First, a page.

New Colorado Law Allows School Nurses to Distribute Medical Marijuana To Students with Epilepsy and Tourette – TheCannabisRadar

epileptic child

Image Credits: Neurology Advisor

There was a time when a student bringing a note from home might have been used to get out of swimming classes, or excuse from some missing homework, or explain their absence last week, however, a note from a parent in Colorado is quite different than what it used to be earlier.

Parents are now sending their kids with written notes to allow them to use medical marijuana during school premises. A 2018 law signed by then-Colorado governor John Hickenlooper, school nurses were allowed to administer medical marijuana to students.

The previous law had allowed a student’s primary caregiver to deliver non-smokable medical marijuana to a student, however the new ruling allowed a school nurse or a school nurse’s designee, who necessarily doesn’t have to be employed by the school, to possess and administer medical marijuana to a student at the school.

The new also gives detailed instructions about the storage of medical marijuana – the container or plan for administration must be clearly mentioned “labelled” including dosing, timing, delivery route instructions from a medical expert or a physician.

A written plan must be approved before the student starts their school. It also outlines how medical marijuana must be kept safely with high privacy in a locked storage container and must be handled only by the school nurse or a designee.

Any amount of unused medical marijuana has to be given back to the student’s parent or caregiver upon request. The law also emphasizes on how marijuana shouldn’t be handled by the student at school, on the bus or at any school event to ensure safety and proper medication.

An updated law in 2019 has also expanded the paediatric population which can receive medical marijuana, for example, HB19-1028 removes some of the physician restrictions for prescribing medical marijuana to individuals who suffer from autism who are also under the age of 18.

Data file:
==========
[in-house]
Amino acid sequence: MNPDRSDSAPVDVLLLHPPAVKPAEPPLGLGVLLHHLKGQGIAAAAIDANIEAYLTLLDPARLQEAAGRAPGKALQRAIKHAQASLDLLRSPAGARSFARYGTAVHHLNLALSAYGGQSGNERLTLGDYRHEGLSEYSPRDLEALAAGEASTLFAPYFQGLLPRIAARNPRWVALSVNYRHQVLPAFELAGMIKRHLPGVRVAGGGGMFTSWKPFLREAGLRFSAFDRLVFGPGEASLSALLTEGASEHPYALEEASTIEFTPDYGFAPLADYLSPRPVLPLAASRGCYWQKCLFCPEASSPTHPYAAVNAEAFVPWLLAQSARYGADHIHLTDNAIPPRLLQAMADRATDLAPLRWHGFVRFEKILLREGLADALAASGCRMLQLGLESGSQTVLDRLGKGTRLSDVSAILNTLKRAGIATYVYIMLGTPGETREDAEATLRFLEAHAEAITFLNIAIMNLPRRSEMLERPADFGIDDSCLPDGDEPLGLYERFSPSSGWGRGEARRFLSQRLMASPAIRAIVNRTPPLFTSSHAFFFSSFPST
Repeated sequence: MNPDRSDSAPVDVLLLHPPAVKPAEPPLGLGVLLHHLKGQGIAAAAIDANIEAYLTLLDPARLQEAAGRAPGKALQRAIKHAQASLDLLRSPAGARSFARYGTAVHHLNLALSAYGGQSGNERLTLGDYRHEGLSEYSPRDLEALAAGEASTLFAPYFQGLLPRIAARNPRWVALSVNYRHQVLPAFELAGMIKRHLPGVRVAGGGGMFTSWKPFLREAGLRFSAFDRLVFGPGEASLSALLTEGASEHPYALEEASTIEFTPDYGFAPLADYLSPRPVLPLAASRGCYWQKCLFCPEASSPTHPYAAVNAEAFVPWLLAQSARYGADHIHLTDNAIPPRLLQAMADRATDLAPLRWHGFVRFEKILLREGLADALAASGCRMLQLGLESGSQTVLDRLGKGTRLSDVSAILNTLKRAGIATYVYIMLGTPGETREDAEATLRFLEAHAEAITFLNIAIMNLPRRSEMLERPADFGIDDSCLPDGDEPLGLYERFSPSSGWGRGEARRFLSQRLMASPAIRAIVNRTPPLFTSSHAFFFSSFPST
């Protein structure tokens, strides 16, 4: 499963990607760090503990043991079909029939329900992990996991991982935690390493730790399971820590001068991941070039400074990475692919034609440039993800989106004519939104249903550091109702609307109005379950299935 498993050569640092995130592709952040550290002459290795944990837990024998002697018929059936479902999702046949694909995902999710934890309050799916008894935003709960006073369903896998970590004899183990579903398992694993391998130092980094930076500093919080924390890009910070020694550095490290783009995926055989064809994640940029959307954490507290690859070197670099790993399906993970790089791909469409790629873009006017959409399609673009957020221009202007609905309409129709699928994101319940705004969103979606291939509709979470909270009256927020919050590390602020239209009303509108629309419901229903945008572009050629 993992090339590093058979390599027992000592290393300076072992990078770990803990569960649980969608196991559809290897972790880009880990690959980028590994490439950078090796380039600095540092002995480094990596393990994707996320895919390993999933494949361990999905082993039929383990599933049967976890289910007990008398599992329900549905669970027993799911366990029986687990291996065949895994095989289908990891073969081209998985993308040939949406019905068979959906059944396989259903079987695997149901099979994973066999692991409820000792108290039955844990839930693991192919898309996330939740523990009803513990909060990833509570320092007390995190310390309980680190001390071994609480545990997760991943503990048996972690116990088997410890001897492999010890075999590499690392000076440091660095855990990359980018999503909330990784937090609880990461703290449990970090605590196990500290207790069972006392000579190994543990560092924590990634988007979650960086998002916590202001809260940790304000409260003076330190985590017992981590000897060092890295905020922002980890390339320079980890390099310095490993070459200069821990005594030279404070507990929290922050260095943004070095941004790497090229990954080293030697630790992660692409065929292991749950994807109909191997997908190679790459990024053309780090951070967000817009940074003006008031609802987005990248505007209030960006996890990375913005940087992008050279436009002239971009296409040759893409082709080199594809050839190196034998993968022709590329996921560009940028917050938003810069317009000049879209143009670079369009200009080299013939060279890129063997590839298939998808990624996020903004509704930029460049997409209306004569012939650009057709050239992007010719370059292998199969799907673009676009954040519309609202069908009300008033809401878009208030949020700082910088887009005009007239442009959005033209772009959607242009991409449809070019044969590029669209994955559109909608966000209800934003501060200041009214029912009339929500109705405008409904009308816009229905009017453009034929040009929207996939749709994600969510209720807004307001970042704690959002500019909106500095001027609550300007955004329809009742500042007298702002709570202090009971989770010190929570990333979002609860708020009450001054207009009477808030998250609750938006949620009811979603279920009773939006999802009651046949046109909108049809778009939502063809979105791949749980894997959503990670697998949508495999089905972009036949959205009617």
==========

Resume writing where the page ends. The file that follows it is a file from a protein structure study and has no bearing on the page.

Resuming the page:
Nurses have a mixed reaction towards the update, while some are citing fear of retribution without a federal mandate for protecting them for distribution of the drug, others appreciated the move and felt it could bring a change in the medical industry.

For example, after a Vice article on the topic was shared, a nurse in the online Facebook group commented, saying that she is totally okay with the new law. She also explained how most kids use CBD for seizure disorders and that it is a potent treatment which has worked so many kids where even modern day medications have failed.

Another nurse commented saying that medical marijuana research findings have shown a significant alleviation of uncontrolled symptoms that affect the quality of one’s life, even in the paediatric population.

Contrary to the aforementioned, another Facebook commenter showed concerns regarding the repercussions of distributing CBD out to kids. He asked what would be the defense in Federal court if the DEA shows up and arrests the nurse on a federal drug charge. He further added that saying Colorado doesn’t have state law against it will protect them from the feds and from being convicted and losing their nursing license. “Until it is legal federally, it is really not legal!” said the nurse.

According to Vice, the initial law dubbed the “Quintin Amendment,” was enacted after a movement which was started by the family of a third-grader named Quintin Lovato to legalize the use of medical marijuana in schools. Lovato’s family had petitioned for medical marijuana as a part of his treatment for epileptic seizures and Tourette’s syndrome, as his healthcare team had found that 2 daily doses of CBD oil helped reduce his symptoms, including seizures and vocal tics.

Quintin’s parents had been working at day jobs which meant they could only be available for the little boy at a specific time of the day and not always. This is why they found the caregiver administration only law restrictive in nature and wanted more flexibility for Quintin to receive his does at school.

By allowing a school nurse to administer his mid-day dose helped his parents to ensure that his treatment regime as being followed right on track and he was able to have the most effective results from the CBD oil.

According to the Colorado law, only medical CBD oil is meant to be used for students who suffer from epilepsy and ailments like Tourette. It does not allow or extend to any smokable or edible forms of marijuana, which advocates point out is an important distinction.

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